We previously established that benevolence should be a priority for the Church. And, we looked at the example of benevolence in the Early Church. We must note, however, that Hebrews 13:16 commands us to remember to do good and share which suggests that it’s something we might be prone to forget if we don’t work at it. Perhaps considering results of making benevolence a priority will help us keep working toward that end.
3 Biblical Results of Making Benevolence a Priority
1) We experience greater equality.
All the believers were one in heart and mind. No one claimed that any of their possessions was their own, but they shared everything they had. … And God’s grace was so powerfully at work in them all that there were no needy persons among them. … (Acts 4:32-37)
2) While we should be motivated by love to help others (1 Cor. 13:3), rather than what we get from it, we do receive personal benefit from it as we reap what we sow.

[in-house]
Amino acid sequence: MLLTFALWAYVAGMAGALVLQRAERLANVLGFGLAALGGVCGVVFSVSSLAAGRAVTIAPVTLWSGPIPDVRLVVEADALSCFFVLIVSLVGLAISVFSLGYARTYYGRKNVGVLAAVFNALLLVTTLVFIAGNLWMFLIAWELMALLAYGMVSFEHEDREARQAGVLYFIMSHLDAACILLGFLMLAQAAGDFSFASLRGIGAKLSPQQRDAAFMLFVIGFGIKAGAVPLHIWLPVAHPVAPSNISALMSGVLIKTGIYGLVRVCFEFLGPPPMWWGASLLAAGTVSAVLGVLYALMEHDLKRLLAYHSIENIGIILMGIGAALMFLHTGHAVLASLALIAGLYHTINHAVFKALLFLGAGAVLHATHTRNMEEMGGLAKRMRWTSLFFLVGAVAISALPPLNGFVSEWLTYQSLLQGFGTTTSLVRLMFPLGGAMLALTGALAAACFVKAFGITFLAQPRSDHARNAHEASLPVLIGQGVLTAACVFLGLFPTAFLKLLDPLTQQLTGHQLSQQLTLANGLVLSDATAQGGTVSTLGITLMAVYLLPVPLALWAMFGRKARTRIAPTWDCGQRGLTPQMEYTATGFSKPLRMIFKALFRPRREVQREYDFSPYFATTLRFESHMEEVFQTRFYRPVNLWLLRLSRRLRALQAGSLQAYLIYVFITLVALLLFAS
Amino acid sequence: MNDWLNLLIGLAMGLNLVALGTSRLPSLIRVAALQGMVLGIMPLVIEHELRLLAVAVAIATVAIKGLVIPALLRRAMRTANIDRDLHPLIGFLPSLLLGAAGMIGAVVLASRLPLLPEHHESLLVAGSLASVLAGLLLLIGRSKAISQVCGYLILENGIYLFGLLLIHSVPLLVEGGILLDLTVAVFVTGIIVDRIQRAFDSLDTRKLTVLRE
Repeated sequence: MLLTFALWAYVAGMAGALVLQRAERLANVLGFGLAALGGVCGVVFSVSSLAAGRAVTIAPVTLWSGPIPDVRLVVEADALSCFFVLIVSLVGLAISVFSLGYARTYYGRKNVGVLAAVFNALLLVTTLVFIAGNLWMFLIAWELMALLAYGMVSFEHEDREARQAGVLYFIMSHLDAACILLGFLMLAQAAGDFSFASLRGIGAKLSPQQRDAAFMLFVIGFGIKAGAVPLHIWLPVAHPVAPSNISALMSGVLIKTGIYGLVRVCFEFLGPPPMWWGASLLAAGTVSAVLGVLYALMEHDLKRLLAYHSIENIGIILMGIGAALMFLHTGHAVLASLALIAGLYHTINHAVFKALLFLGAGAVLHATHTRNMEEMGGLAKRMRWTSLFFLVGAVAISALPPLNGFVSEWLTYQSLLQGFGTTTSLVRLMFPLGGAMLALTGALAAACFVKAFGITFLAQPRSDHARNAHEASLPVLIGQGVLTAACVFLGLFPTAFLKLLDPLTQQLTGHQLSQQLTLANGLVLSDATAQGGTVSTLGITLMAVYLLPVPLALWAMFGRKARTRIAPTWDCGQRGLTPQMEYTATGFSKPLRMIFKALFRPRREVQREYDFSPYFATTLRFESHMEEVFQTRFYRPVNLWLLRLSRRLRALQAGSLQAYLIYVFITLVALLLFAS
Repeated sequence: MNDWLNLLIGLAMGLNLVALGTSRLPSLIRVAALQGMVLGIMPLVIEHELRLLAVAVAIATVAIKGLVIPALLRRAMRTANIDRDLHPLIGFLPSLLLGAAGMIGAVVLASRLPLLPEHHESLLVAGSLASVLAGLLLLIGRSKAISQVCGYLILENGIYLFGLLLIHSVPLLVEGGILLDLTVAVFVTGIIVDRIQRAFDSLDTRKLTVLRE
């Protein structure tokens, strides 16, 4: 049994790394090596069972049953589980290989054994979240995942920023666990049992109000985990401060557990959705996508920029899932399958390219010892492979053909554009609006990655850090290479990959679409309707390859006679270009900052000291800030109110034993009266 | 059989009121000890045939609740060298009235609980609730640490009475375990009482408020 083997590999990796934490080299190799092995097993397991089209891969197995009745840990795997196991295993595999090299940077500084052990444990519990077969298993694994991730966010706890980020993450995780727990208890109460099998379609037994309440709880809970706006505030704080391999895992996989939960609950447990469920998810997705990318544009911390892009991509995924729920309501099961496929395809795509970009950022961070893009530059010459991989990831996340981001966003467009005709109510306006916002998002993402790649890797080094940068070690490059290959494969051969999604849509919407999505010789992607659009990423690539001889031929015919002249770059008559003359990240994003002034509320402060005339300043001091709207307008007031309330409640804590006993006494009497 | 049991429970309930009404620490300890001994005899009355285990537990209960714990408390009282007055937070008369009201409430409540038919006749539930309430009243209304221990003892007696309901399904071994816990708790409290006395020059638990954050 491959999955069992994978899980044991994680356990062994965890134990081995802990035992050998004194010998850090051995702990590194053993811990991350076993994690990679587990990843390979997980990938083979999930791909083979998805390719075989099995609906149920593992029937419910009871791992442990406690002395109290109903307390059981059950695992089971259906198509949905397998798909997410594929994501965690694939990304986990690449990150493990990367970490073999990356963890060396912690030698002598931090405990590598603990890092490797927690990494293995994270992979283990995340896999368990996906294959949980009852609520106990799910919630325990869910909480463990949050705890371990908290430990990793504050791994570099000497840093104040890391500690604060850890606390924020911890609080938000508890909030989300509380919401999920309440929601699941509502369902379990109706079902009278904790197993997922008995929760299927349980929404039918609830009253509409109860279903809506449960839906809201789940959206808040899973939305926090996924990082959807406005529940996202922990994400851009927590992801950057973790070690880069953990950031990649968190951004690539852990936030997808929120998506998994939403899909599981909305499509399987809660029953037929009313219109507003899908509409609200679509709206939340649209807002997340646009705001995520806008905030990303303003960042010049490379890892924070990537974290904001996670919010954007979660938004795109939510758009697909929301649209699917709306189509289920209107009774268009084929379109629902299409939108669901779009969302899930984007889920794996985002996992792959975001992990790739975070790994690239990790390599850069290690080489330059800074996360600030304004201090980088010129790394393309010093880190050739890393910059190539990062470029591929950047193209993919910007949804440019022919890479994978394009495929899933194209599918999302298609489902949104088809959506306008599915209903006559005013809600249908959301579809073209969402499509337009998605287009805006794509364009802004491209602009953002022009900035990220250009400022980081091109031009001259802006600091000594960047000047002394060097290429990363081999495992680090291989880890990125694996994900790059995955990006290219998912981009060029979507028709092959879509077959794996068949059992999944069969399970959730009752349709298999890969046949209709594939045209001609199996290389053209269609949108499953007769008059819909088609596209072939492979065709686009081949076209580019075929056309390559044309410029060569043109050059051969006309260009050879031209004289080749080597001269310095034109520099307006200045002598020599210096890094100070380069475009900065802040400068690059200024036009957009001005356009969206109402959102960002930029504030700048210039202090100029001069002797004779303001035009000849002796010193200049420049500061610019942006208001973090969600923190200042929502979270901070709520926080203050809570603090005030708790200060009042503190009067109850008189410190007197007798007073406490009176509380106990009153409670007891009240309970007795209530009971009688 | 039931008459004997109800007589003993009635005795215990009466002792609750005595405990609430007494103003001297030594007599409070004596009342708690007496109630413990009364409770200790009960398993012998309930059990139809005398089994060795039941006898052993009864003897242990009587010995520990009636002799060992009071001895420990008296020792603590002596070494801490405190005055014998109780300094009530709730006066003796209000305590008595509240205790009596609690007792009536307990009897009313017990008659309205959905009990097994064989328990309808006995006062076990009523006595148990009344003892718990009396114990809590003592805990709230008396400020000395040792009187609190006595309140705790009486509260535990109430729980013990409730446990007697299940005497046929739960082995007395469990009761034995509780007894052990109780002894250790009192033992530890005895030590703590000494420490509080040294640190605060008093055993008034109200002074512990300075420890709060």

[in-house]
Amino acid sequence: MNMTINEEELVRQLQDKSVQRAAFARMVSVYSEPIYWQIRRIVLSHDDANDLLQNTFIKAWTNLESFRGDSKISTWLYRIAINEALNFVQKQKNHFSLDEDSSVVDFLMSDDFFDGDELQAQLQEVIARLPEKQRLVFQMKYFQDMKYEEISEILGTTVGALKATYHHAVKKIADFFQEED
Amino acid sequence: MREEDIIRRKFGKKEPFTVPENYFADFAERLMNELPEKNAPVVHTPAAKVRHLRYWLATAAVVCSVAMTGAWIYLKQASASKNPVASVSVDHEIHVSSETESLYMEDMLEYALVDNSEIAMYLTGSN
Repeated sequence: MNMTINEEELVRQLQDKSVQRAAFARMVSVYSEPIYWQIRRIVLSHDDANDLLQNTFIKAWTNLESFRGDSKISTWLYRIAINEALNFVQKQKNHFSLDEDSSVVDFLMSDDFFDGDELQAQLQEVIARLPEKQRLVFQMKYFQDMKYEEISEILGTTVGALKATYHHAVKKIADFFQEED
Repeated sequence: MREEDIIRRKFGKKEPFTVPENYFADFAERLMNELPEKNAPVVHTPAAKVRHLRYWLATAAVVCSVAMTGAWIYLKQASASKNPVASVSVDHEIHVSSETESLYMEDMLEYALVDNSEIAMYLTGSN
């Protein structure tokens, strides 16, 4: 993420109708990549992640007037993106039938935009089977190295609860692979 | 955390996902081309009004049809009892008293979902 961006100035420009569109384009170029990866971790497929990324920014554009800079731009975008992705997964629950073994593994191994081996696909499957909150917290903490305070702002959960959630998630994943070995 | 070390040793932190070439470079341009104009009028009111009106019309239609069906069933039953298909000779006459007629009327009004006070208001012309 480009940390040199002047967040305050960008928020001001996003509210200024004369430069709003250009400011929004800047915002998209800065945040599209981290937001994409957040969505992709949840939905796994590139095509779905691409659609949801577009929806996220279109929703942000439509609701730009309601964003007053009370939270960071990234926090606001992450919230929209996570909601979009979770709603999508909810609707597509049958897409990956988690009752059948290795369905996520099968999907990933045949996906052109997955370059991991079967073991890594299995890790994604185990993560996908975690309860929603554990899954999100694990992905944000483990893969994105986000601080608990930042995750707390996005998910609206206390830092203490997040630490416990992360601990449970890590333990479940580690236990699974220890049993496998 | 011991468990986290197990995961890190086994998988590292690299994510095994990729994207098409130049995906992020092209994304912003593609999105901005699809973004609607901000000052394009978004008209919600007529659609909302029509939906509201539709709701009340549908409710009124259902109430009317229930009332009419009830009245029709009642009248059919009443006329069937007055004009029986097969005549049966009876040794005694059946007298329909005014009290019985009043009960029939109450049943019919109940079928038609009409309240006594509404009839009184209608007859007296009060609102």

The generous will themselves be blessed, for they share their food with the poor. (Prov. 22:9)
… Let us not become weary in doing good, for at the proper time we will reap a harvest if we do not give up. … (Gal. 6:7-10)
3) God is honored.
Whoever oppresses the poor shows contempt for their Maker, but whoever is kind to the needy honors God. (Prov. 14:31)
These three results are listed in the Church Purpose Ministry Manual along with some additional Scripture references. Benevolence is in that manual as one of the ways we fulfill our primary purpose to love God with all of who we are and to love our neighbor as ourselves (Matt. 22:37-40).
Learn more: Resources for Benevolence Ministry